Dave Beaulne: The question that arises here is whether the loan made by Canco to NRco, which is the second loan, would cause the repayment by NRco of the loan it receives from FA to be caught by the series of loans and repayments rule. We are of the view that in this hypothetical situation, the repayment by NRco of the loan from FA would not be caught by the series rule, such that the repayment would qualify under paragraph 90(8)(a), and no 90(6) inclusion would occur.
5) Upstream loans – ss. 90(7) and (9)
Assume the following hypothetical facts:
- a) Canco, a corporation resident in Canada, directly owns all the shares of FA1, a foreign affiliate of Canco;
- b) FA1 owns all the shares of FA2, another foreign affiliate of Canco;
- c) FA2 generates excess liquidity in its active business and loans $10M to FA1;
- d) FA1 immediately uses the funds to make a $10M loan to Canco;
- e) The shares of FA1 held by Canco have a $4M adjusted cost base;
- f) At the lending time, FA1 has an exempt deficit of $20M and FA2 has exempt surplus of $100M;
- g) The loans are not repaid within two years.
The facts are the same as in Part A except that FA2’s source of funds is a borrowing of $10M from an arm’s length financial institution and it does not have any excess liquidity.
Can the CRA tell us how it would apply the back-to-back loan rule in subsection 90(7) in these two scenarios?
Daved Beaulne: This scenario illustrate what CRA believes (and Finance shares that view) what may be perceived by some (and us) as a deficiency in the upstream loan rules.
Based on the apparent policy intent in subsection 90(11) as it relates to the so-called "reserve deduction" under subsection 90(9), if FA2 had loaned directly to Canco, Canco would not be able to access enough of FA2's surplus to eliminate the deficit in FA1 because the dividend is only $10 million and the deficit is $20 million. Thus, Canco would not be entitled to a full deduction under subsection 90(9), notwithstanding that the foreign affiliate group as a whole has sufficient net surplus - so that seems to be a deficiency.
However, if it were FA1 that had made the loan, subsection 90(11) would apply to elevate all of FA2's surplus to create a sufficiently large exempt surplus balance to fully cover the upstream loan.
This scenario appears to represent an attempt at planning around the problem of a direct FA2 loan to Canco - but there is an impediment, and that is subsection 90(7): the back-to-back loan rule. However, given the overall context and purpose of the upstream loan rules, as informed by the more specific intent of subsections 90(7) and (11), the CRA would not generally apply the back-to-back loan rule in such a scenario, absent the presence of abusive tax avoidance. Rather, subsection 90(6) would be applied only to the loan made by FA1 to Canco, with the result that subsection 90(11) would apply, and the entire exempt surplus balance of FA2 would be included in the "reserve deduction" under subsection 90(9).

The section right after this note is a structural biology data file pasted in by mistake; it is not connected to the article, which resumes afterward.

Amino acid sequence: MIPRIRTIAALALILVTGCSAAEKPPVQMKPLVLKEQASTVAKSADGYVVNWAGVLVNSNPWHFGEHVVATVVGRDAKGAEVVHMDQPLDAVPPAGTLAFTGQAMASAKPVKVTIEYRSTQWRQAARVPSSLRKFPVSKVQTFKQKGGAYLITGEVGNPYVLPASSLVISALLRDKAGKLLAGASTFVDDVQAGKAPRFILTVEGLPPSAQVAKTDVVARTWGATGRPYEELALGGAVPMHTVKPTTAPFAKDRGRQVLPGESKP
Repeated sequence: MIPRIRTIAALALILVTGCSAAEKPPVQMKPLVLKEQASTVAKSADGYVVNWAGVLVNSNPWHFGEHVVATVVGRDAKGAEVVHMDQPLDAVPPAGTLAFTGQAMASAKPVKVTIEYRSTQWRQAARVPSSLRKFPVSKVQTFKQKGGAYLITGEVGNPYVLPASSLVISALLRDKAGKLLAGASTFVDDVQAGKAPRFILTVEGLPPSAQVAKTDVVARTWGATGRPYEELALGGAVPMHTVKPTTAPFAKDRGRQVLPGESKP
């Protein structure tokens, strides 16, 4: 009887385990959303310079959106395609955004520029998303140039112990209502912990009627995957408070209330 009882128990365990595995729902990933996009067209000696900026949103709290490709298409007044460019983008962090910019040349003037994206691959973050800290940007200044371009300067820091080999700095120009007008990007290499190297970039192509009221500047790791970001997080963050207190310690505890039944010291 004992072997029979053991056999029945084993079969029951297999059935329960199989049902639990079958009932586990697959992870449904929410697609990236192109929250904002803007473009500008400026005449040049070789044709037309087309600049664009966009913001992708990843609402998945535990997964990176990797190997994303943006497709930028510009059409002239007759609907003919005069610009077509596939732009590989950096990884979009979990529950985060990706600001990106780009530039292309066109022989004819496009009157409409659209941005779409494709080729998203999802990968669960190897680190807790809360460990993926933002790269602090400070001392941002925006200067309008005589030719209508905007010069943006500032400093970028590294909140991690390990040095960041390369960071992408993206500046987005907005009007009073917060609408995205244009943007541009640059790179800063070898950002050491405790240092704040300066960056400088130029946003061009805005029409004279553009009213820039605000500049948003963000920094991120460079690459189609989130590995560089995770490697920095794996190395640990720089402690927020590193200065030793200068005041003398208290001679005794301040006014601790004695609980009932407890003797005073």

Dave Beaulne: In Part A we said we would not apply the back-to-back loan rules; in Part B, we're going to say that we will.
We think it is generally appropriate to successively apply subsection 90(7) to these loans, such that a bank would be deemed to have made a $10 million loan directly to Canco, and the three real loans would be deemed not to have been made. So, assuming the bank is not a foreign affiliate of Canco, there should be no upstream loan (subsection 90(6)) application.
We find support for this position in the overall context of the upstream loan rules, and their focus on synthetic distributions. There does not appear to be a net flow of surplus out from FA1 or FA2 in this scenario.
However, if as part of this type of arrangement, there were cash flowing back directly or indirectly to the bank from FA2 or another entity within Canco's foreign affiliate group, the CRA may, depending on the circumstances (i.e. whether there are sufficient tax attributes to cover such an upstream loan), seek to apply the GAAR on the basis of the guidance provided in the Department of Finance Explanatory Notes - in particular, the comments in respect of the use of back-to-back loan arrangements to frustrate the intent of subsection 90(7).
Brian Mustard: Just one clarification point here - when you say: CRA will apply the back-to-back loan rules such that the arm's-length financial institution has made the loan to Canco, therefore no inclusion, absent abuse? And, of course, that makes sense – you are holding fast on the application of back-to-back loan rules, but in this context there is still no income inclusion under subsection 90(6).
Dave Beaulne: Yes - that seems to fit the intent of the rules. There is no surplus being moved up from the FA group absent some switchback of funds.
The German Corporate Income Tax Act allows the taxable income or loss of a corporation resident in Germany (“Subco”) to be included in, and taxed with, the taxable income or loss of another corporation resident in Germany (“Parentco”) through a relationship referred to as an Organschaft. In order to have an Organschaft, a number of requirements have to be met, including Parentco and Subco having entered into a valid Profit Transfer Agreement (“PTA”). Under a PTA, Subco agrees to annually transfer its entire profit determined in accordance with the German statutory accounting and reporting requirements (“German GAAP”) to Parentco, and if Subco incurs a loss as determined under German GAAP, Parentco agrees to compensate Subco for such loss.